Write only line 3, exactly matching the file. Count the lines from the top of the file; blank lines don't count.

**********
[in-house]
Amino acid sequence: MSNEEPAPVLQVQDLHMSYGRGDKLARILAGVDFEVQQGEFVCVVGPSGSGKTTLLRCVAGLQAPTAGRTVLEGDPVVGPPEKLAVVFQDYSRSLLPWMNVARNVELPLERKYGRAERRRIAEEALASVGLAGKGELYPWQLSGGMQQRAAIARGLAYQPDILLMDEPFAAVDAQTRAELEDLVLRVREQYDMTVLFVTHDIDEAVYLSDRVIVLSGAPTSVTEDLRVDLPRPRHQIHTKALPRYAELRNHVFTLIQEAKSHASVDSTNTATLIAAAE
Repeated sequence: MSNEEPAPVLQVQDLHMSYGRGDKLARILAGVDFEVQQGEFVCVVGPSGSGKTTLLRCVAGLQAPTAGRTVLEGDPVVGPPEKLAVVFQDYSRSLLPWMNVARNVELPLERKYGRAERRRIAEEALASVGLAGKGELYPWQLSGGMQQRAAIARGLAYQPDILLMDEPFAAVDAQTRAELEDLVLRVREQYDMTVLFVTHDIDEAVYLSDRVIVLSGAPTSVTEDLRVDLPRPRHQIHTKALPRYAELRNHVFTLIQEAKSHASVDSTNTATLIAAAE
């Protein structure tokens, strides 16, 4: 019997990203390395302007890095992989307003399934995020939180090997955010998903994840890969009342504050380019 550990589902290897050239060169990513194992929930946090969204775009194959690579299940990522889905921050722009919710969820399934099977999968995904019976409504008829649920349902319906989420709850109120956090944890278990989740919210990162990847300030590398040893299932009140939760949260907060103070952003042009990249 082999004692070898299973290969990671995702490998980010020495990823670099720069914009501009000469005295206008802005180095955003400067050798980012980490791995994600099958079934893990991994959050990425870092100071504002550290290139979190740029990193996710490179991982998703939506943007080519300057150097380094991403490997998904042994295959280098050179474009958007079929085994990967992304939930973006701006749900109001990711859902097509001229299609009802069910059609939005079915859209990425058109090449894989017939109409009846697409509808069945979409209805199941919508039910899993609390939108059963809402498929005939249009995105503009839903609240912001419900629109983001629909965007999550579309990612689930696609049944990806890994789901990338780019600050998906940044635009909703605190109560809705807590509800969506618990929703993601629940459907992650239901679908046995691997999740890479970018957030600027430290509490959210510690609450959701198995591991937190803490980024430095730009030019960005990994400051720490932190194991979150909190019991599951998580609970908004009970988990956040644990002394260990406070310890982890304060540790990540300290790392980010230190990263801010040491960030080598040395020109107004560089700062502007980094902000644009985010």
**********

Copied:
Repeated sequence: MSNEEPAPVLQVQDLHMSYGRGDKLARILAGVDFEVQQGEFVCVVGPSGSGKTTLLRCVAGLQAPTAGRTVLEGDPVVGPPEKLAVVFQDYSRSLLPWMNVARNVELPLERKYGRAERRRIAEEALASVGLAGKGELYPWQLSGGMQQRAAIARGLAYQPDILLMDEPFAAVDAQTRAELEDLVLRVREQYDMTVLFVTHDIDEAVYLSDRVIVLSGAPTSVTEDLRVDLPRPRHQIHTKALPRYAELRNHVFTLIQEAKSHASVDSTNTATLIAAAE